Referring to the Contingent Reserve Arrangement (CRA) of $100 billion being put in place by the BRICS nations, Ahluwalia said the fund was not expected to help India in the immediate future, but was more in the nature of a long-term safety net. Our borrowing capacity goes up and it has a calming effect on the markets, Montek pointed out, saying he didnt expect India to be accessing the CRA anytime soon.
Speaking to newspersons, he said the same was true for the currency swap agreement that India has with Japan, adding the country didnt need to draw down any line of credit right now since the foreign exchange reserves, at approximately $280 billion, were adequate.
The exchange rate volatility that India faced, as seen in the sharp depreciation in the Indian currency, Ahluwalia said was not entirely unconnected with the reaction of the markets to the possibility of an early taper of quantitative easing by the US Federal Reserve.
Some of the depreciation of the rupee was justified and economists have talked of a range between 59 and 65, but the currency did overshoot, he said.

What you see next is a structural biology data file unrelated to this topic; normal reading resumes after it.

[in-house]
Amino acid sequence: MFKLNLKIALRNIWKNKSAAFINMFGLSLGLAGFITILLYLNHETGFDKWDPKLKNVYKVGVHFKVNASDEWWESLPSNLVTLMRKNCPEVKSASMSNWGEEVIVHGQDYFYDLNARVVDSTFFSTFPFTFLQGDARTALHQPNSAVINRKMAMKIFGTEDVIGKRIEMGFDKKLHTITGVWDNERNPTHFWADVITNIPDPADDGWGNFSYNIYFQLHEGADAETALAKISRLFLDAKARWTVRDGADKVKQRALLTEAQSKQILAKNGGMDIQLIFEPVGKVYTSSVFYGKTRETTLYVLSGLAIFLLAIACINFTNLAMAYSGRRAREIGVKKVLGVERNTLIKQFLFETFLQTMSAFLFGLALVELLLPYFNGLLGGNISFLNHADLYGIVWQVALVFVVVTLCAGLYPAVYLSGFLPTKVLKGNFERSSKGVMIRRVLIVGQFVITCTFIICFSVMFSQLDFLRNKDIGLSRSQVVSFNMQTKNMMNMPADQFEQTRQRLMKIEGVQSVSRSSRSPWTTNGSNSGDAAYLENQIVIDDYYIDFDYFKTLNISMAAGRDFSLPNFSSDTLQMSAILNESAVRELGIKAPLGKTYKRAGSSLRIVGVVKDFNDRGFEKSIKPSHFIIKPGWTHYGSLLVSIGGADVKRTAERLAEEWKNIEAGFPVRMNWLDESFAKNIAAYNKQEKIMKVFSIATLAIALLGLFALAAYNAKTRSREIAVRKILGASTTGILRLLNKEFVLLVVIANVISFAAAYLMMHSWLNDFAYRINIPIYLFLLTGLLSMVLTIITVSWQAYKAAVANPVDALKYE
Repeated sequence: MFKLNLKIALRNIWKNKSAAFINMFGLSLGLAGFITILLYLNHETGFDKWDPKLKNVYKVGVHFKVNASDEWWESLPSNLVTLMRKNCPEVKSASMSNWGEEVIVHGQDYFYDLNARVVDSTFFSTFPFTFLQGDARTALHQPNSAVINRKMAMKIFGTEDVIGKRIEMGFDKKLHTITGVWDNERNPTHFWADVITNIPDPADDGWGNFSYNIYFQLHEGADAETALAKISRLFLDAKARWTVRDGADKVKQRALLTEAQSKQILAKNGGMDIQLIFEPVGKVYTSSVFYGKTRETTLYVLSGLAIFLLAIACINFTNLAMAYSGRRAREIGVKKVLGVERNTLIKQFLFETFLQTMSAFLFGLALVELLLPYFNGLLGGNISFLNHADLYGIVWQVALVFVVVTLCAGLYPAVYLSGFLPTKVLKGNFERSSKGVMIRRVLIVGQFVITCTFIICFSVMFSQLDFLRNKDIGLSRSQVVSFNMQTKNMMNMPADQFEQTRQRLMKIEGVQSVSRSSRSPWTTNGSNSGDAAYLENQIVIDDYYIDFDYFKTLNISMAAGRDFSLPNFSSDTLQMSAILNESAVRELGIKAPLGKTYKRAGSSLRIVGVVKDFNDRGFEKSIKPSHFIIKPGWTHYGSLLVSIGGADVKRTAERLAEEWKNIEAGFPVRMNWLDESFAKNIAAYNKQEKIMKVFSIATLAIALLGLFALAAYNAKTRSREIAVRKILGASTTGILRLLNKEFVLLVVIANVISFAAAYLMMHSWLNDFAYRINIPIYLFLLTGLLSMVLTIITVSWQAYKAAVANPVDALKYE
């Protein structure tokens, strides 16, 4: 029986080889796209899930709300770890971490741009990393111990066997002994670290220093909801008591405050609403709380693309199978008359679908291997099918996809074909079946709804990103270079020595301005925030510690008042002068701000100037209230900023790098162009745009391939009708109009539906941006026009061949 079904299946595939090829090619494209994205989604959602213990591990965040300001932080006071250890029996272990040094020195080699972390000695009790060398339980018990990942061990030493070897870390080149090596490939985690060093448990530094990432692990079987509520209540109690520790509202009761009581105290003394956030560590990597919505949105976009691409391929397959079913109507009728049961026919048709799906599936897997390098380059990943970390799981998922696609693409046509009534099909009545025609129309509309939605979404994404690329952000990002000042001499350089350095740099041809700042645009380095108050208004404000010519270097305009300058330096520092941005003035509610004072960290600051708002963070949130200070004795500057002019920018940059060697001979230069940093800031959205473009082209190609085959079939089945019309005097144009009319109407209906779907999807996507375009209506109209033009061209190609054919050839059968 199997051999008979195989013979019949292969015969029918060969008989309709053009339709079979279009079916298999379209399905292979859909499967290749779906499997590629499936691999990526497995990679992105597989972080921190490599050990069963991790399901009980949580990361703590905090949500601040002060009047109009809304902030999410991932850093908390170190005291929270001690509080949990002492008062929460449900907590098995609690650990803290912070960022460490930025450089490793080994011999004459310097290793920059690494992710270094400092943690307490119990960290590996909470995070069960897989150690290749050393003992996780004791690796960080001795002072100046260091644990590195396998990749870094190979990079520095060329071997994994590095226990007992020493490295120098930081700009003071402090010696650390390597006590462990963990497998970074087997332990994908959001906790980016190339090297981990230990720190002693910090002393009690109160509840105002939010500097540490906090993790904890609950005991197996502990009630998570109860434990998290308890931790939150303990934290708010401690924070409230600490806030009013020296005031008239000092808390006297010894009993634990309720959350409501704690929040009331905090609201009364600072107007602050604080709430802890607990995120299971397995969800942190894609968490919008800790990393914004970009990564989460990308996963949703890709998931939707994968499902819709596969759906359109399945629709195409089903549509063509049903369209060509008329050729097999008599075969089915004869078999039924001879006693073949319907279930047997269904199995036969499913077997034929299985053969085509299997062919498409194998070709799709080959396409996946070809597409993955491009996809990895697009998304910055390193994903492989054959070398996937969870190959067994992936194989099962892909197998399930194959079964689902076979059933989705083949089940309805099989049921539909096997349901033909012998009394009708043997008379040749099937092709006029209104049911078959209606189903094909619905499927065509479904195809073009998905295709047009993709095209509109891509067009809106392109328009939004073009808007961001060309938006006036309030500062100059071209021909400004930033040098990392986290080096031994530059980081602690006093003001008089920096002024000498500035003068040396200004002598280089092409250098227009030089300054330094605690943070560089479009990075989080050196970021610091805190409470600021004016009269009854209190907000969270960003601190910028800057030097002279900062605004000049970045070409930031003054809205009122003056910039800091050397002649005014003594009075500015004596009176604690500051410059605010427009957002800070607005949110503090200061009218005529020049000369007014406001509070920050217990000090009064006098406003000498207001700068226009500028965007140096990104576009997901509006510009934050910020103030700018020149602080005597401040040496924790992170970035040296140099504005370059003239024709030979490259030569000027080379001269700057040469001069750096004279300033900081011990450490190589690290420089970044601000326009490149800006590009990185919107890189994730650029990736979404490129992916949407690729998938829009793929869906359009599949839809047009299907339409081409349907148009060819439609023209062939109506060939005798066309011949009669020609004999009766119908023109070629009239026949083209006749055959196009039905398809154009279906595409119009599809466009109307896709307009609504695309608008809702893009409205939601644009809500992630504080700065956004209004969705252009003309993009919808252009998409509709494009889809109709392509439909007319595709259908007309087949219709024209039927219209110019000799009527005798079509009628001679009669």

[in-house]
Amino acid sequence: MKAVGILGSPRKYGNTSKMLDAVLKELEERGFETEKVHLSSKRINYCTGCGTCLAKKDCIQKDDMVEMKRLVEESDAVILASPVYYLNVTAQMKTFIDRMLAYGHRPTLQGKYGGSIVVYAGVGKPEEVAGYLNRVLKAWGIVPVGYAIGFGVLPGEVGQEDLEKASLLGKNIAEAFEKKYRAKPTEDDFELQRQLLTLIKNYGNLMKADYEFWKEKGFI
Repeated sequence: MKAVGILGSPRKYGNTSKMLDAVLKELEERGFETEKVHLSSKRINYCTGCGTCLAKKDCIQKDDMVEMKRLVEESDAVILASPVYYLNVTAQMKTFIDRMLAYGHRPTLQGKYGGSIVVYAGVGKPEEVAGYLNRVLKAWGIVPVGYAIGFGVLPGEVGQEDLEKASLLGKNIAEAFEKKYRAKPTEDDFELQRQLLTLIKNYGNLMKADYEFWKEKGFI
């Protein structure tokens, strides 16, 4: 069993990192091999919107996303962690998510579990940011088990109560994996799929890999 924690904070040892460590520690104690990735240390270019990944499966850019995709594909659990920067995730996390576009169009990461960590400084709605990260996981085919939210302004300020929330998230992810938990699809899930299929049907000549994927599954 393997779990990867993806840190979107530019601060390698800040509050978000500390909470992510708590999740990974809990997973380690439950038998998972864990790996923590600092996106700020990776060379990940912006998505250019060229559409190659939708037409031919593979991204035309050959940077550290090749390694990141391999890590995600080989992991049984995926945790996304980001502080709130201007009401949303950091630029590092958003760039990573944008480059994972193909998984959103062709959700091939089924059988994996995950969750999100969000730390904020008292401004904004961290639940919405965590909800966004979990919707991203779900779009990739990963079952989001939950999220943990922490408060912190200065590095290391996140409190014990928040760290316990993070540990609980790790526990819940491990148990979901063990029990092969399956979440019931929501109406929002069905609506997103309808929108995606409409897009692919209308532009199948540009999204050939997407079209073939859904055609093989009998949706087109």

Ahluwalia said India does acknowledge that it has a large current account deficit (CAD).
Our position is not that we do not have a CAD problem, he said.
China will contribute the lions share of the $100 billion currency reserve fund to be set up by the BRICS although no timelines have been set by which the arrangement will be in place.
Prime Minister Manmohan Singh welcomed the CRA saying it had acquired greater salience amid global currency volatility. The BRICS nations had met informally on Thursday on the sidelines of the G20 Summit. The CRA, the broad contours of which were drawn in Durban, will have an initial corpus of $100 billion with the commitment from China at $ 41 billion and Brazil, India, and Russia contributing $18 billion each.South Africa will chip in with$ 5 billion.